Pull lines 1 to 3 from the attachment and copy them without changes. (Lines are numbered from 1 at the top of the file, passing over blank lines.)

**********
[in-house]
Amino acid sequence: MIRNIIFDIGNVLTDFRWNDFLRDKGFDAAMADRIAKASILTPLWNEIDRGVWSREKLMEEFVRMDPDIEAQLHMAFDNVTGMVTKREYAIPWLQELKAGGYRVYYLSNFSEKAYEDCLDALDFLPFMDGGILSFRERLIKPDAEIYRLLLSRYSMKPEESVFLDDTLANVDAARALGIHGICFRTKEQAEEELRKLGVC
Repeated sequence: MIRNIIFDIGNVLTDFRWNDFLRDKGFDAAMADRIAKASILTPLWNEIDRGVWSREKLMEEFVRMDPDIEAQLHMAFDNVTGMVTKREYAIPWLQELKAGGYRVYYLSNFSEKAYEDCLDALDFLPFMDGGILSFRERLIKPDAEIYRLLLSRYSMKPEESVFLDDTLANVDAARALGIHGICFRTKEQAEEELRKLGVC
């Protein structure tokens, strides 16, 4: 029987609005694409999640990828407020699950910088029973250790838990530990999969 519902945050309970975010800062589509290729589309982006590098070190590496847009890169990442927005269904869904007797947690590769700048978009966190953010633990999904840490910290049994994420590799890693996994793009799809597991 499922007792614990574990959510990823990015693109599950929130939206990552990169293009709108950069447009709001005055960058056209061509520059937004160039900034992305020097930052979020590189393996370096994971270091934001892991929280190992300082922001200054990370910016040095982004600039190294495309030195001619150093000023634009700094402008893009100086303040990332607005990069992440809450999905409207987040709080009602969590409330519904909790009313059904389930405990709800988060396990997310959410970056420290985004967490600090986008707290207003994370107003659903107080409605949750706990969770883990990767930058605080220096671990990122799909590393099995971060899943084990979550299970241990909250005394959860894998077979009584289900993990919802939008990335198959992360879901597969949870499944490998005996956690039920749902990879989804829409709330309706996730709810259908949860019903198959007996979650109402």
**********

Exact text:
[in-house]
Amino acid sequence: MIRNIIFDIGNVLTDFRWNDFLRDKGFDAAMADRIAKASILTPLWNEIDRGVWSREKLMEEFVRMDPDIEAQLHMAFDNVTGMVTKREYAIPWLQELKAGGYRVYYLSNFSEKAYEDCLDALDFLPFMDGGILSFRERLIKPDAEIYRLLLSRYSMKPEESVFLDDTLANVDAARALGIHGICFRTKEQAEEELRKLGVC
Repeated sequence: MIRNIIFDIGNVLTDFRWNDFLRDKGFDAAMADRIAKASILTPLWNEIDRGVWSREKLMEEFVRMDPDIEAQLHMAFDNVTGMVTKREYAIPWLQELKAGGYRVYYLSNFSEKAYEDCLDALDFLPFMDGGILSFRERLIKPDAEIYRLLLSRYSMKPEESVFLDDTLANVDAARALGIHGICFRTKEQAEEELRKLGVC